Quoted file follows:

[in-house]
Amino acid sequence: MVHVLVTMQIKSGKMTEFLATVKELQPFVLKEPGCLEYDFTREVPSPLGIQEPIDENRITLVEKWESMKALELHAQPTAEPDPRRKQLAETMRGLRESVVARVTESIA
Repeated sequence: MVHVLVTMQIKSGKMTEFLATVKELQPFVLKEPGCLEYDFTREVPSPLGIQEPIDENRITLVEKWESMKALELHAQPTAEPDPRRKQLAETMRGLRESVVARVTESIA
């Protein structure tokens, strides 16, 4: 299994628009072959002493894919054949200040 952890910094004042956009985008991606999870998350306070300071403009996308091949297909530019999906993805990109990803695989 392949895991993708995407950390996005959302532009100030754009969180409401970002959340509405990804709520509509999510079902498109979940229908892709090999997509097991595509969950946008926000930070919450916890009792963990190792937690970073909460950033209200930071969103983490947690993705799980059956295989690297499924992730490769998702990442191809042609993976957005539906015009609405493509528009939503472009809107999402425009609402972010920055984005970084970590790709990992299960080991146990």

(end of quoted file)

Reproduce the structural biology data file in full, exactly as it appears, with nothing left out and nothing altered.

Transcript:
[in-house]
Amino acid sequence: MVHVLVTMQIKSGKMTEFLATVKELQPFVLKEPGCLEYDFTREVPSPLGIQEPIDENRITLVEKWESMKALELHAQPTAEPDPRRKQLAETMRGLRESVVARVTESIA
Repeated sequence: MVHVLVTMQIKSGKMTEFLATVKELQPFVLKEPGCLEYDFTREVPSPLGIQEPIDENRITLVEKWESMKALELHAQPTAEPDPRRKQLAETMRGLRESVVARVTESIA
């Protein structure tokens, strides 16, 4: 299994628009072959002493894919054949200040 952890910094004042956009985008991606999870998350306070300071403009996308091949297909530019999906993805990109990803695989 392949895991993708995407950390996005959302532009100030754009969180409401970002959340509405990804709520509509999510079902498109979940229908892709090999997509097991595509969950946008926000930070919450916890009792963990190792937690970073909460950033209200930071969103983490947690993705799980059956295989690297499924992730490769998702990442191809042609993976957005539906015009609405493509528009939503472009809107999402425009609402972010920055984005970084970590790709990992299960080991146990």